Olive Oil Worth Using. The best olive oil I've ever found by far is the stuff imported directly by Fairway Market in New York City (disclosure: I once had a radio show on a network of which Fairway was a sponsor). The bottles are big, so you don't need to worry about using too much, and they're not grossly expensive, either. I pour these olive oils over everything, and I'm not afraid to cook with them, either, despite all the ridiculous warnings about how you should never do so. If it's good, it's good! My favorites are the intensely fruity Gata-Hurdes oil from Spain ($17.99 for a liter); for pasta, I go for the amazingly nutty, fragrant Trevi-Umbria ($13.99 for a liter).
Keeping It Veal. It's a tricky business to buy meat for other people. The best option is a gift certificate at the best service butcher in town, so your recipients can pick their own steak out; but how many towns still have service butchers? That's why I sometimes send a few veal rib chops via mail order from Allen Brothers in Chicago; orders start at $99.95 for four 10 oz. chops. Good veal rib chops are expensive and hard to find, and few people ever buy them for themselves. These ones from Chicago come frozen solid so there is no danger of spoilage. You might also want to send along some advice on how to cook it, though. You don't want anybody microwaving these babies.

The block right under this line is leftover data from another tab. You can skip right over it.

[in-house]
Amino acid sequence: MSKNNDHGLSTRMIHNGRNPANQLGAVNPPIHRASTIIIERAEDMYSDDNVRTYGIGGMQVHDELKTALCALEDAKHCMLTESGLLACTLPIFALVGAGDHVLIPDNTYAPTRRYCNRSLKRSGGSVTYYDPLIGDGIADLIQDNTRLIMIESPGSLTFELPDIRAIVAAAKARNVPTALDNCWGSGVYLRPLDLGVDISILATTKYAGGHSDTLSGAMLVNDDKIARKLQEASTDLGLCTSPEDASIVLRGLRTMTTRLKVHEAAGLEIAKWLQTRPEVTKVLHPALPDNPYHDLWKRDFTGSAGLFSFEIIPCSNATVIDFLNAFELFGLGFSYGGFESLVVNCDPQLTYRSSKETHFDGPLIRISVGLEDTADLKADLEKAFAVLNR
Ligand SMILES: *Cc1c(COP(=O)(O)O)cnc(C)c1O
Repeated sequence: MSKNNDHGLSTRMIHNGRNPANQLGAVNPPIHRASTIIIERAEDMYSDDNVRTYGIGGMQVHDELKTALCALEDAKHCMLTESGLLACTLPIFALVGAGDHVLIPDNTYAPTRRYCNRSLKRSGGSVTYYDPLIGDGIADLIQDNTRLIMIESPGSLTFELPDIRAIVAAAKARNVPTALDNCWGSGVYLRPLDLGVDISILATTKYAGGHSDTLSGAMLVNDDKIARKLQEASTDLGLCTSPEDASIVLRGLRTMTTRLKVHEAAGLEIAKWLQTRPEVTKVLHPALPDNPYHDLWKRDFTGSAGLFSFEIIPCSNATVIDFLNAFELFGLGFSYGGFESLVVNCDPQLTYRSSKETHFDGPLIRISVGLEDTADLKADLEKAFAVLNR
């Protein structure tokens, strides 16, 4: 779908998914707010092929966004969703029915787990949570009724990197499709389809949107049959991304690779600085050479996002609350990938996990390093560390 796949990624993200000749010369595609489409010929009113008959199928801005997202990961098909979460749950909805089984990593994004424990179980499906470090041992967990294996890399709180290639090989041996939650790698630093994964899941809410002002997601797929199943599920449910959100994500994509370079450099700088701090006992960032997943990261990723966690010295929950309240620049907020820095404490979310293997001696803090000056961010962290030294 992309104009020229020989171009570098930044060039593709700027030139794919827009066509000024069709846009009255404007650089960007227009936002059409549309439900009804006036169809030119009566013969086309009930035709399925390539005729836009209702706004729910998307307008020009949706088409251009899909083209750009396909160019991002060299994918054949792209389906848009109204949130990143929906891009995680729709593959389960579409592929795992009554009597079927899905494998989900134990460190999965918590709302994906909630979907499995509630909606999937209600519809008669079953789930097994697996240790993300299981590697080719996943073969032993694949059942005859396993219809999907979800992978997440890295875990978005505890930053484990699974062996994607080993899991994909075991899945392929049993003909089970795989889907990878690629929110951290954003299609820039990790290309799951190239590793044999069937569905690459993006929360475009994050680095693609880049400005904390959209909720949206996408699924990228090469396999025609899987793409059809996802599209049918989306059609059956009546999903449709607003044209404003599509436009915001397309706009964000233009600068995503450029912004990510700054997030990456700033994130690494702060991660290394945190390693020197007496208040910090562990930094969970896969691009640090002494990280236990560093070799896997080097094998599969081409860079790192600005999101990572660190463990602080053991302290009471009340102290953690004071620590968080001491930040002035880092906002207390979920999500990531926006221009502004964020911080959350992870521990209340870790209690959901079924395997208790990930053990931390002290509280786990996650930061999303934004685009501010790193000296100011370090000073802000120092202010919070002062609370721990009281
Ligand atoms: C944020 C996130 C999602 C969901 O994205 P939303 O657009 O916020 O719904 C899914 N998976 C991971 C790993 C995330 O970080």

One Knife to Rule Them All. Anybody who cooks a lot needs a good knife. But a great knife is something altogether different. These knives are a joy to slice with; when sharpened correctly, they move through vegetables like a light saber and give your cooking a level of precision you normally associate with brain surgeons and sushi masters. You can get a six-inch Shun Bob Kramer chef's knife at Sur La Table for $269.95, the cost of a big meal. It's a work of art, created by the foremost knifesmith in America, a wonder of steel and fire and Damascus forging. Of course, if you really want to blow someone's mind, and if he or she truly deserves it, you can get the summit of the world's knife arts: a mirror-finished yanagi, which is crafted by the Japanese "living national treasure" Keijiro Doi and, depending on the size, ranges in price from $800 to $1,350.